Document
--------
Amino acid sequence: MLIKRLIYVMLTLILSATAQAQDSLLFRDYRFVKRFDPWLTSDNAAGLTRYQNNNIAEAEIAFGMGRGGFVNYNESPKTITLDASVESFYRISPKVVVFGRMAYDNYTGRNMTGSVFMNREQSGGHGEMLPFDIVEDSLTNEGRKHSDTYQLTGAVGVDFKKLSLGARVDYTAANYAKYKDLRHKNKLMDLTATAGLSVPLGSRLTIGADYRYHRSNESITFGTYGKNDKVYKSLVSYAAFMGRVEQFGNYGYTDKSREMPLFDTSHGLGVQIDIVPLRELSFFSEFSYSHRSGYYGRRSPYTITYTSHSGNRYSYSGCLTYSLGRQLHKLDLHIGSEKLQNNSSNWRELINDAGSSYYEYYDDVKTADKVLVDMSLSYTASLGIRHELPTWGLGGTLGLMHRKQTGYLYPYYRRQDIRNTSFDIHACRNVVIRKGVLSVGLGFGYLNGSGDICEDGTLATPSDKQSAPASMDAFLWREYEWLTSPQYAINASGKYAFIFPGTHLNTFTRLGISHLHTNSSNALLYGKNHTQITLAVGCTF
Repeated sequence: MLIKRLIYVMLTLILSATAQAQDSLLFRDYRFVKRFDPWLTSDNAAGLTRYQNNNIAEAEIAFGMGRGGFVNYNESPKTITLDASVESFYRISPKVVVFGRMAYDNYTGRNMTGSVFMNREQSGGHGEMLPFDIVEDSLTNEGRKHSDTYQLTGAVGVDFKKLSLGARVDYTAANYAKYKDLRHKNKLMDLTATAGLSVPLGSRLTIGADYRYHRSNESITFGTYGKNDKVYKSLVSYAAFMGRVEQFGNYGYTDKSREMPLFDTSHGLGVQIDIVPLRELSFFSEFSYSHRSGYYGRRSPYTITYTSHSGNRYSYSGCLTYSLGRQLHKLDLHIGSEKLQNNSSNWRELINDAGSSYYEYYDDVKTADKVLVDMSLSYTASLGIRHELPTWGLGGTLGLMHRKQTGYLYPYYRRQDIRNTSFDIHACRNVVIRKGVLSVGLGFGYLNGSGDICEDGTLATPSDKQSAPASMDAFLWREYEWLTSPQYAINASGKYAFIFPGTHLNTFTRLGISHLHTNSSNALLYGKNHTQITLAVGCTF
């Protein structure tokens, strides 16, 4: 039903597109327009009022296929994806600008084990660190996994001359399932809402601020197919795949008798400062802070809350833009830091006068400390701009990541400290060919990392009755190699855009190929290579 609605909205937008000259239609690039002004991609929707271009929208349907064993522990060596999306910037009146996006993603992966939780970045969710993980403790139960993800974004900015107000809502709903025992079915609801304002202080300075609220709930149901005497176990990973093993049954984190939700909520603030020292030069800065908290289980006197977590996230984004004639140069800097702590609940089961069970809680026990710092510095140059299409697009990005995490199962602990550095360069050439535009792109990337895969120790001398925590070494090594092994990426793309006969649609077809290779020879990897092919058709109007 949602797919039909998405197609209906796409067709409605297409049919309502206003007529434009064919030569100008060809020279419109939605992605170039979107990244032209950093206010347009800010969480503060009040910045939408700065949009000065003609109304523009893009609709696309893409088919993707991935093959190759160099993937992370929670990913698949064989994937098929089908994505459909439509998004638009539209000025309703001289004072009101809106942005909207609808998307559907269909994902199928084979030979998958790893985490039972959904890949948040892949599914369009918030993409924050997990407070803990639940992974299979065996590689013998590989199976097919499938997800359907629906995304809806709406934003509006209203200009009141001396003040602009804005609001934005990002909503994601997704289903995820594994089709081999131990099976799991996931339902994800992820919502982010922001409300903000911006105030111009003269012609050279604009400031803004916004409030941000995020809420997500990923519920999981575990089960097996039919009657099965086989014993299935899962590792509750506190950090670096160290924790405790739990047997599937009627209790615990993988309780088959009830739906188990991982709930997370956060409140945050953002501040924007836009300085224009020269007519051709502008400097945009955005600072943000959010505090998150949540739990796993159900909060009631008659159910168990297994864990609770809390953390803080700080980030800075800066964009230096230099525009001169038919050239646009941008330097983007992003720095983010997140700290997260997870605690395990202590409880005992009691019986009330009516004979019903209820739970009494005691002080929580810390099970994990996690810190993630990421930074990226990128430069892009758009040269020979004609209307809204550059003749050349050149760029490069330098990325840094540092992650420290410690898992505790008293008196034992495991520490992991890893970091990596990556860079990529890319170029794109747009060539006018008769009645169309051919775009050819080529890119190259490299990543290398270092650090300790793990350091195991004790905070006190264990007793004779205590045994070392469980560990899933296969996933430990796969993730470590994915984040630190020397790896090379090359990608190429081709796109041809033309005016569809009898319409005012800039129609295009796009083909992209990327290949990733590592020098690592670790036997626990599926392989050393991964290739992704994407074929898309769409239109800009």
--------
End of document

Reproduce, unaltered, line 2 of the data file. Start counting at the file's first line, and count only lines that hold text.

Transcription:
Repeated sequence: MLIKRLIYVMLTLILSATAQAQDSLLFRDYRFVKRFDPWLTSDNAAGLTRYQNNNIAEAEIAFGMGRGGFVNYNESPKTITLDASVESFYRISPKVVVFGRMAYDNYTGRNMTGSVFMNREQSGGHGEMLPFDIVEDSLTNEGRKHSDTYQLTGAVGVDFKKLSLGARVDYTAANYAKYKDLRHKNKLMDLTATAGLSVPLGSRLTIGADYRYHRSNESITFGTYGKNDKVYKSLVSYAAFMGRVEQFGNYGYTDKSREMPLFDTSHGLGVQIDIVPLRELSFFSEFSYSHRSGYYGRRSPYTITYTSHSGNRYSYSGCLTYSLGRQLHKLDLHIGSEKLQNNSSNWRELINDAGSSYYEYYDDVKTADKVLVDMSLSYTASLGIRHELPTWGLGGTLGLMHRKQTGYLYPYYRRQDIRNTSFDIHACRNVVIRKGVLSVGLGFGYLNGSGDICEDGTLATPSDKQSAPASMDAFLWREYEWLTSPQYAINASGKYAFIFPGTHLNTFTRLGISHLHTNSSNALLYGKNHTQITLAVGCTF